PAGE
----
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Village Art & Literature

Taken over by UFOs

Posted on June 22 2011 at 12:50:14 0 comments

Dawn Holloway and John Hanson

The Village meets an Alvechurch couple who have spent the past 15 years tracking down unexplained activity in the skies of Britain.

Alvechurch can lay claim to many pieces of fame, but surely the most extraordinary is that it is home to the largest collection of information on UFO sightings in the country.

You might have thought the Ministry of Defence or some secret X-Files-style organisation would have it all stored on supercomputers in hidden bunkers.

But no, if reports of a clear-out of archives by the MoD are true, then the heaving shelves of a back bedroom of a terraced house close to Alvechurch village centre bear the nerve centre of our nation’s knowledge of unexplained activity in its skies.

On them rest the folders and box files containing newspaper cuttings, photographs, sketches and witness statements of British UFO sightings since 1940, which are the result of a 15-year mission by Alvechurch couple John Hanson and Dawn Holloway.

It is a very serious pursuit for John and Dawn, aware as they are that there are many people who would dismiss UFO reports as science fiction at best.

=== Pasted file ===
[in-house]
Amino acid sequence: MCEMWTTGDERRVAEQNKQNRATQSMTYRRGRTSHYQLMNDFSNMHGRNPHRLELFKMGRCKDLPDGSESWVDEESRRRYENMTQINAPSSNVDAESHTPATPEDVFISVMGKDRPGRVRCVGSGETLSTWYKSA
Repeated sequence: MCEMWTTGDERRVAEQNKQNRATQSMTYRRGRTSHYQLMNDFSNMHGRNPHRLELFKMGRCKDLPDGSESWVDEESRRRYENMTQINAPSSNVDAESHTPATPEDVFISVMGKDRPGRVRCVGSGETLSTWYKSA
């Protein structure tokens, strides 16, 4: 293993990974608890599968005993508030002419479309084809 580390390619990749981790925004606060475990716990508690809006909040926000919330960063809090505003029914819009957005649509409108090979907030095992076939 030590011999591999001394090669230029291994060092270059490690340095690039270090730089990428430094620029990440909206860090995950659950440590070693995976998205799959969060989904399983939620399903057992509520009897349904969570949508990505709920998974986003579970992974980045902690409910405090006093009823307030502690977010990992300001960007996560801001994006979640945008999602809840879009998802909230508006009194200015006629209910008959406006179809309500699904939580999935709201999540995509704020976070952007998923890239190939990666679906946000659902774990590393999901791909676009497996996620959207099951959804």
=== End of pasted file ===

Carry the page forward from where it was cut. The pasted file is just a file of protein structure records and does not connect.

But they are happy to admit that their lives have been taken over by UFOs. “It was a hobby and it’s now a hobby that consumes our lives,” says John.

It also brought them together. They met when Dawn went to a lecture John was giving in Redditch in 1995 and soon after, she recalls: “He came to me and said, ‘I’ve got a proposal to make . . . will you help me write a book?’ And now we are partners!”

They didn’t, at that point, realise what they were taking on. “We were really green,” John explains. “It is a never-ending task. A lot of people think we can just get a pen and write it down and get it published, but there is so much of it.

“Over the years we have accumulated a lot of information that we patiently put into chronological order. Nobody has ever done it before.

“We are not seeking to actually make anything from this, we are seeking to perhaps create some awareness with people that UFOs are something that should be taken seriously as opposed to something taken foolishly.

“It is keeping us busy and we enjoy doing it; we enjoy talking to witnesses,” says John, who was an officer with West Midlands Police for 27 years until his retirement in 1995.

His interest in UFOs was triggered by events in the skies over south Birmingham on January 19 1995.